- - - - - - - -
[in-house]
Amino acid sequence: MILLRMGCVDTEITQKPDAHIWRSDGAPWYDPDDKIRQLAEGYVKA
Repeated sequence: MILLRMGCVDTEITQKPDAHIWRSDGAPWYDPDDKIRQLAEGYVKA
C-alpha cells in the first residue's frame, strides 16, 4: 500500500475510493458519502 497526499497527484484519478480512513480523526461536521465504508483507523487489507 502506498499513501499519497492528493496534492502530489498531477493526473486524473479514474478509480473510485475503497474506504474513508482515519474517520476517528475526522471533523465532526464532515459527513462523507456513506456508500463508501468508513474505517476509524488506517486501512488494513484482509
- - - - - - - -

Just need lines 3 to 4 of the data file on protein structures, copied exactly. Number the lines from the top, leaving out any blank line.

Repeated sequence: MILLRMGCVDTEITQKPDAHIWRSDGAPWYDPDDKIRQLAEGYVKA
C-alpha cells in the first residue's frame, strides 16, 4: 500500500475510493458519502 497526499497527484484519478480512513480523526461536521465504508483507523487489507 502506498499513501499519497492528493496534492502530489498531477493526473486524473479514474478509480473510485475503497474506504474513508482515519474517520476517528475526522471533523465532526464532515459527513462523507456513506456508500463508501468508513474505517476509524488506517486501512488494513484482509